• In addition to the 24 players mentioned above, Dino Zoff (Italy 1968, 1982) and Germany's Thomas Hässler and Jürgen Klinsmann (1990, 1996) also featured in two final triumphs.
• In 2016 Portugal's Real Madrid pair Pepe and Cristiano Ronaldo joined a small group of players to have appeared in European Cup and UEFA European Championship final victories in the same year. Luis Suárez achieved the feat with Internazionale Milano and Spain in 1964, while in 1988 PSV Eindhoven quartet Hans van Breucklen, Ronald Koeman, Barry van Aerle and Gerald Vanenburg were all in the victorious Netherlands side. In 2012 Fernando Torres and Juan Mata both appeared in final wins for Chelsea and Spain.
• Wim Kieft and Nicolas Anelka narrowly missed out on this club. A European Champion Clubs' Cup finalist with PSV in 1988, Kieft was an unused substitute in the Netherlands' European Championship triumph, while Anelka was similarly thwarted with France in 2000 after appearing in Real Madrid's UEFA Champions League final. Anelka's Madrid team-mate Christian Karembeu holds the unique position of being an unused substitute in European Cup and European Championship final victories in the same year.
• In 2008 Germany's Michael Ballack, then with Chelsea, became the first player to appear in European Cup and EURO final defeats in the same year.
• Four players have followed European Cup final defeat with EURO victory in the same year: Ignacio Zoco and Amancio Amaro (1964, Real Madrid and Spain) and Manny Kaltz and Horst Hrubesch (1980, Hamburg and West Germany).
• Gábor Király is the oldest player to have appeared in a UEFA European Championship finals; he was aged 40 years 86 days in Hungary's 4-0 loss against Belgium at UEFA EURO 2016.
• Poland's Kacper Kozłowski is the youngest player to have featured; he was 17 years and 246 days when he came on as a substitute against Croatia on Matchday 2 of UEFA EURO 2020.
• Cristiano Ronaldo became the first player to appear, and score, in five EUROs with his two goals against Hungary on Matchday 1 at UEFA EURO 2020. Twenty-one players have appeared in four final tournaments: Lothar Matthäus, Peter Schmeichel, Alessandro Del Piero, Edwin van der Sar, Lilian Thuram, Olof Mellberg, Gianluigi Buffon, Petr Čech, Zlatan Ibrahimović, Andreas Isaksson, Kim Källström, Jaroslav Plašil, Lukas Podolski, Tomáš Rosický, Bastian Schweinsteiger, Darijo Srna, Giorgio Chiellini, Sebastian Larsson, Luka Modrić, João Moutinho and Pepe.
• Austria's Ivica Vastic is the oldest player to have scored, having found the net in a 1-1 draw against Poland at UEFA EURO 2008 aged 38 years 257 days.
• Johan Vonlanthen was 18 years 141 days old when scoring in Switzerland's 3-1 defeat by France at UEFA EURO 2004, making him the youngest player to have struck at the finals.
• Russia's Dmitri Kirichenko scored the fastest goal in a UEFA European Championship; his effort against Greece at UEFA EURO 2004 was timed at 67 seconds.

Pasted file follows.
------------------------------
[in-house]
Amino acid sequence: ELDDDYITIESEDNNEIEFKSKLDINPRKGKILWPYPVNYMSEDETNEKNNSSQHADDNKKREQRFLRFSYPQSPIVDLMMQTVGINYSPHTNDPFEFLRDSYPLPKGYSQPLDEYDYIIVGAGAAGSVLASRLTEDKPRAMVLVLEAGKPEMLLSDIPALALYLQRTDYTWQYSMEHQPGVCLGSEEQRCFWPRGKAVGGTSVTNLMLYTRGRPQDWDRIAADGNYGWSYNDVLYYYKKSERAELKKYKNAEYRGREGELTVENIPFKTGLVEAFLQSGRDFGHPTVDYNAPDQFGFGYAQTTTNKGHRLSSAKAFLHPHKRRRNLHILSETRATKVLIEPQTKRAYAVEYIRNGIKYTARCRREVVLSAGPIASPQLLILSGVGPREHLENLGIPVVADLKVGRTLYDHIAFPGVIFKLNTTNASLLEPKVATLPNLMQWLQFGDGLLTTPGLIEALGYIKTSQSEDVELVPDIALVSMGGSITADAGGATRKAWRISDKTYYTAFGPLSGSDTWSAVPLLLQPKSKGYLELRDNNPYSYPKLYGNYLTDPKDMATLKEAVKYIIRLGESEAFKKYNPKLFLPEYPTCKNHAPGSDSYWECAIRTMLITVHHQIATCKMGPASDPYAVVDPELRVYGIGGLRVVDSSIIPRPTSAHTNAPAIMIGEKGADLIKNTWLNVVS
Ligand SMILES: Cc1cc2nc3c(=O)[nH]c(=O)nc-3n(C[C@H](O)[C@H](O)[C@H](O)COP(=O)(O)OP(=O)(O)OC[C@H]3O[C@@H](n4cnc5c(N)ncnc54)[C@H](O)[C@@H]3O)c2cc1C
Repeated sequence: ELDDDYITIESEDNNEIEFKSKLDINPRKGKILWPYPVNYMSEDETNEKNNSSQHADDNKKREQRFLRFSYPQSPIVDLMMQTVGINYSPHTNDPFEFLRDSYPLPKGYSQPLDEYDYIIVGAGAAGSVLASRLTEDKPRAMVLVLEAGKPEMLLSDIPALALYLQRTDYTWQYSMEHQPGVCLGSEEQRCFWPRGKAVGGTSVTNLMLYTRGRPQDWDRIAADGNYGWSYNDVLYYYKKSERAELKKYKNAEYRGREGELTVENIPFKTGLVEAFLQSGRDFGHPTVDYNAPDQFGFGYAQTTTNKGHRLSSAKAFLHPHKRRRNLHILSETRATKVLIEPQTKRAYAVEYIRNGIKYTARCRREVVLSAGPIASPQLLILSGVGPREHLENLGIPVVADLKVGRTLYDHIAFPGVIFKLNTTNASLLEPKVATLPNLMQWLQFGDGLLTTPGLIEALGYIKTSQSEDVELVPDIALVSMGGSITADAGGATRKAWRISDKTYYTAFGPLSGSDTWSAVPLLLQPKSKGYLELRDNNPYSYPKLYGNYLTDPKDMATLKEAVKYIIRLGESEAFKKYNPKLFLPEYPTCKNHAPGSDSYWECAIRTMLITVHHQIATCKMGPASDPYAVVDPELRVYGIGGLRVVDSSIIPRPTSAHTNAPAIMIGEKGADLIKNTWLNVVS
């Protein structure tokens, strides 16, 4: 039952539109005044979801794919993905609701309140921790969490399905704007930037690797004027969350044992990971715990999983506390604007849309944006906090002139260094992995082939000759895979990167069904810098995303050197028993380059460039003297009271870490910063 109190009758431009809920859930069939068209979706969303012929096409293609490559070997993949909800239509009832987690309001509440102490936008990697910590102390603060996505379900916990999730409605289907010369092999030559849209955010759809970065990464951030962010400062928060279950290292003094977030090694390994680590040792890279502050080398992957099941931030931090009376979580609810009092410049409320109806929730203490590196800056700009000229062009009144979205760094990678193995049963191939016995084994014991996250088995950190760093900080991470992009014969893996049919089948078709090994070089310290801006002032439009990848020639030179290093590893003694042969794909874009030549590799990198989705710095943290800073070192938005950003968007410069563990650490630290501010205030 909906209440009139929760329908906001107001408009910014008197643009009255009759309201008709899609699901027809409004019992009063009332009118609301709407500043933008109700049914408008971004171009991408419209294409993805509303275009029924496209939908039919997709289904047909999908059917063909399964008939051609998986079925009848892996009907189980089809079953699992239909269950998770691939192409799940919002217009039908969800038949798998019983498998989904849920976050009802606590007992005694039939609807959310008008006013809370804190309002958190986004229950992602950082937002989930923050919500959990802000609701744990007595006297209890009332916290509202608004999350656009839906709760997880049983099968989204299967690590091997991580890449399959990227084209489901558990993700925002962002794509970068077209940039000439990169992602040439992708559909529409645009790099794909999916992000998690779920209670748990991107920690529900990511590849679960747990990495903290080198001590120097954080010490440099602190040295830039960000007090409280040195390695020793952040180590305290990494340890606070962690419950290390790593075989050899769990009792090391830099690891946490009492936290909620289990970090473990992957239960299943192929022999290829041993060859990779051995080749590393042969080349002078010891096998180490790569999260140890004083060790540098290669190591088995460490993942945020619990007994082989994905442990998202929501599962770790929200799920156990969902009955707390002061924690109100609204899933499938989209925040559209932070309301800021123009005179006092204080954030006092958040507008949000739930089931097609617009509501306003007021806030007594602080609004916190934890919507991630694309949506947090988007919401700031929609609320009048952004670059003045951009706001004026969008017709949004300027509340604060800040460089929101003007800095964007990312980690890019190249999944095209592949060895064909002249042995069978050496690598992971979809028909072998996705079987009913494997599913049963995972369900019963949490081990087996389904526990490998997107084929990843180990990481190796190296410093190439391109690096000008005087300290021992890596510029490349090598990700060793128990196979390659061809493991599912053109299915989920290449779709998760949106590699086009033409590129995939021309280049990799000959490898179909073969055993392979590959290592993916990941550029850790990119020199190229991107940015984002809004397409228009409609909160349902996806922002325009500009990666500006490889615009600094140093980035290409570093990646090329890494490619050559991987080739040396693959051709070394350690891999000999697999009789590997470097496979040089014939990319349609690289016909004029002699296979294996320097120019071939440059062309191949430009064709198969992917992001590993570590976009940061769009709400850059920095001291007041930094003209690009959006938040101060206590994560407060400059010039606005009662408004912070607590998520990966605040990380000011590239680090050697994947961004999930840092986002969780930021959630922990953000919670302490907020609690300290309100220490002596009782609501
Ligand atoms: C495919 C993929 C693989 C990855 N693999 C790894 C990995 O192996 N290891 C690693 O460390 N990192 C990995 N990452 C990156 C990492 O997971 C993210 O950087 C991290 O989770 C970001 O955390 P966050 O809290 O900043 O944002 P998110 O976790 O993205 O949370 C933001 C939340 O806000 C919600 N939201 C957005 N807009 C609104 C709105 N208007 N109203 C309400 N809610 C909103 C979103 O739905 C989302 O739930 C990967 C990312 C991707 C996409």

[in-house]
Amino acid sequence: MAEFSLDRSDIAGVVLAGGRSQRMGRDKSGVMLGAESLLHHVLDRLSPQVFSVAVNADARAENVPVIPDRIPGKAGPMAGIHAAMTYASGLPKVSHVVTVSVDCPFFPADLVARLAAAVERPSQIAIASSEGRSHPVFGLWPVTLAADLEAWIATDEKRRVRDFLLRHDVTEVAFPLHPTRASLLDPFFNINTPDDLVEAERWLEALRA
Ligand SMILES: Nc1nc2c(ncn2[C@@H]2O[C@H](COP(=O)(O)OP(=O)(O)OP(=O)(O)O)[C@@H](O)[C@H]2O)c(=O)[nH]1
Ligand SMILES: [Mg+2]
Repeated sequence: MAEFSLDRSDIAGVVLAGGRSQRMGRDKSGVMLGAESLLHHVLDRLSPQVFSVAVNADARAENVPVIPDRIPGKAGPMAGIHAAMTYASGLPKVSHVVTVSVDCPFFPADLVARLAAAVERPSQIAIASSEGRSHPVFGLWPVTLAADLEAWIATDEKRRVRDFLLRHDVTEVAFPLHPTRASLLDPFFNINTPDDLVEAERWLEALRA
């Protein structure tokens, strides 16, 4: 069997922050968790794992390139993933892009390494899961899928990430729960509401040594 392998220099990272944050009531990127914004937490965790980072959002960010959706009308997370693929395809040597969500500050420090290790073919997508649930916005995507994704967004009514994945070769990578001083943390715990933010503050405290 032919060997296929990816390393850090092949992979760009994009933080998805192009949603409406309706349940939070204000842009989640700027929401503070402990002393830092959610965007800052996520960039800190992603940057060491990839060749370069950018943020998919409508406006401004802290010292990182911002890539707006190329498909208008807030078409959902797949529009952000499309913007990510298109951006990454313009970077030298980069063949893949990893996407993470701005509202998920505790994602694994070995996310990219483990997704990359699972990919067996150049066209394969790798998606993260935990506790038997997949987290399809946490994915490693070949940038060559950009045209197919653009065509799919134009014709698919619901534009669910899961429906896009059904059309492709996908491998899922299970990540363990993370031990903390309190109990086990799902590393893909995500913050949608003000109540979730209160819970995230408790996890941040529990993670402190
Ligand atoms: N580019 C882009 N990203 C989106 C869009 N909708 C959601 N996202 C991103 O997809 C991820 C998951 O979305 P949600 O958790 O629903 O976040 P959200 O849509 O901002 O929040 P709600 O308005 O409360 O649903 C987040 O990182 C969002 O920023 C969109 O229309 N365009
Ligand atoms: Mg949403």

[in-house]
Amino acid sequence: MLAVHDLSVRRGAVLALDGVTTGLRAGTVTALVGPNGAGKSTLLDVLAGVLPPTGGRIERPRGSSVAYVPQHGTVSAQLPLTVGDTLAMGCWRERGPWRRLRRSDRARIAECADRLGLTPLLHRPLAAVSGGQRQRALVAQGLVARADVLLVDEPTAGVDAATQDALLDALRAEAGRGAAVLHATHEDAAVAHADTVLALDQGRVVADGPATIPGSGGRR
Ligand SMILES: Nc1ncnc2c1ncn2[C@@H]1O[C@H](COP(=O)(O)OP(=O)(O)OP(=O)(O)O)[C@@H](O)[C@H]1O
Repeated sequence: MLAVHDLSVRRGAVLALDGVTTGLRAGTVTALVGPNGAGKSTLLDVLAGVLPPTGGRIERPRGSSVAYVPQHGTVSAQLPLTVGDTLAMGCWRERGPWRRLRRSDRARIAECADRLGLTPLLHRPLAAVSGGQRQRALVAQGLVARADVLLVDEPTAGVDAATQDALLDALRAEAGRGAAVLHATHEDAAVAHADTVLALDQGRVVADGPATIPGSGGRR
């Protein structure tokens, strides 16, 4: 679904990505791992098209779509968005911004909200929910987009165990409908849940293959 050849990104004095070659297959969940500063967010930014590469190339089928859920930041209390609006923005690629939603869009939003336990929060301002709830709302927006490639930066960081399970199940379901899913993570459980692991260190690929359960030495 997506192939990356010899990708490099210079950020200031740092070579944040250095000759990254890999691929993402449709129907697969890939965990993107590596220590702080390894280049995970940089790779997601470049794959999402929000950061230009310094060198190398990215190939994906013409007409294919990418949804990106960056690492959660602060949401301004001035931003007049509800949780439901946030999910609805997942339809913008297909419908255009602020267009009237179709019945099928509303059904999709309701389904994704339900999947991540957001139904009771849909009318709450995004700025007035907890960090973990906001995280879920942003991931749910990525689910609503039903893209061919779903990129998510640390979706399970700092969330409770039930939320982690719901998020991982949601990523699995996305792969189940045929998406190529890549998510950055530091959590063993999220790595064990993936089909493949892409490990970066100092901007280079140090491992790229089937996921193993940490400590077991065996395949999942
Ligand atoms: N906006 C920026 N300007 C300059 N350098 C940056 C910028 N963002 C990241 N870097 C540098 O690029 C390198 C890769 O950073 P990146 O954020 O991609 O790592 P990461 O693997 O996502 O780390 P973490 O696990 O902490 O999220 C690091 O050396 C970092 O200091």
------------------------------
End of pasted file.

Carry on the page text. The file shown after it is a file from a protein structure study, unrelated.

• There have been eight hat-tricks in a final tournament: Dieter Müller (1976), Klaus Allofs (1980), Michel Platini (1984, twice), Marco van Basten (1988), Sérgio Conceição (2000), Patrick Kluivert (2000) and David Villa (2008).
UEFA European Championship final tournament: All-time records
• Leading scorer by tournament
1960: 2 François Heutte (FRA), Viktor Ponedelnik (URS), Valentin Ivanov (URS), Dražan Jerković (YUG)
1964: 2 Jesús María Pereda (ESP), Ferenc Bene (HUN), Deszö Novák (HUN)
1968: 2 Dragan Džajić (YUG)
1972: 4 Gerd Müller (FRG)
1976: 4 Dieter Müller (FRG)
1980: 3 Klaus Allofs (FRG)
1984: 9 Michel Platini (FRA)
1988: 5 Marco van Basten (NED)
1992: 3 Henrik Larsen (DEN), Karl-Heinz Riedle (GER), Dennis Bergkamp (NED), Tomas Brolin (SWE)
1996: 5 Alan Shearer (ENG)
2000: 5 Patrick Kluivert (NED), Savo Milošević (YUG)
2004: 5 Milan Baroš (CZE)
2008: 4 David Villa (ESP)
2012: 3 Fernando Torres (ESP), Alan Dzagoev (RUS), Mario Gomez (GER), Mario Mandžukić (CRO), Mario Balotelli (ITA), Cristiano Ronaldo (POR)
2016: 6 Antoine Griezmann (FRA)
• Oldest player
40yrs 86 days: Gábor Király (Hungary 0-4 Belgium, 26/06/16)
39yrs 91 days: Lothar Matthäus (Portugal 3-0 Germany, 20/06/00)
38yrs 308 days: Morten Olsen (Italy 2-0 Denmark, 17/06/88)
38 yrs 272 days: Maarten Stekelenburg (North Macedonia 0-3 Netherlands, 21/06/21)
38yrs 271 days: Peter Shilton (England 1-3 Netherlands, 15/06/88)
• Youngest player
17 yrs 246 days: Kacper Kozłowski (Spain 1-1 Poland, 19/06/21)
17 yrs 349 days: Jude Bellingham (England 1-0 Croata, 13/06/21)
18 yrs 71 days: Jetro Willems (Netherlands 0-1 Denmark, 09/06/12)
18yrs 115 days: Enzo Scifo (Belgium 2-0 Yugoslavia, 13/06/84)
18 yrs 117 days: Jamal Musiala (Germany 2-2 Hungary, 23/06/21)
• Oldest goalscorer
38 yrs 257 days: Ivica Vastic (Austria 1-1 Poland, 12/06/08)
37 yrs 321 days: Goran Pandev (North Macedonia 1-3 Austria, 13/06/2021)
37 yrs 62 days: Zoltán Gera (Hungary 3-3 Portugal, 22/06/16)
36 yrs 194 days: Gareth McAuley (Ukraine 0-2 Northern Ireland, 16/06/16)
36 yrs 138 days: Cristiano Ronaldo (Portugal 2-2 France, 23/06/21)
• Youngest goalscorer
18yrs 141 days: Johan Vonlanthen (Switzerland 1-3 France, 21/06/04)
18yrs 237 days: Wayne Rooney (England 3-0 Switzerland, 17/06/04)
18yrs 317 days: Renato Sanches (Poland 1-1 Portugal (3-5 pens), 01/07/16)
19 yrs 108 days: Dragan Stojković (France 3-2 Yugoslavia, 19/06/84)
19 yrs 127 days: Cristiano Ronaldo (Portugal 1-2 Greece, 12/06/04)
• Most goals in a match
9 (4-5): France v Yugoslavia (06/07/60)
7 (5-2): France v Iceland (03/07/16)
7 (6-1): Netherlands v Yugoslavia (25/06/00)
7 (3-4): Yugoslavia v Spain (21/06/00)
• Biggest victory
6-1: Netherlands v Yugoslavia (25/06/00)
5-0: Spain v Slovakia (23/06/21)
5-0: Sweden v Bulgaria (14/06/04)
5-0: Denmark v Yugoslavia (16/06/84)
5-0: France v Belgium (16/06/84)
Dieter Müller (West Germany 4-2 Yugoslavia, semi-finals 17/06/76)
Klaus Allofs (West Germany 3-2 Netherlands, group stage 14/06/80)
Michel Platini (France 5-0 Belgium, group stage 16/06/84)
Michel Platini (France 3-2 Yugoslavia, group stage 19/06/84)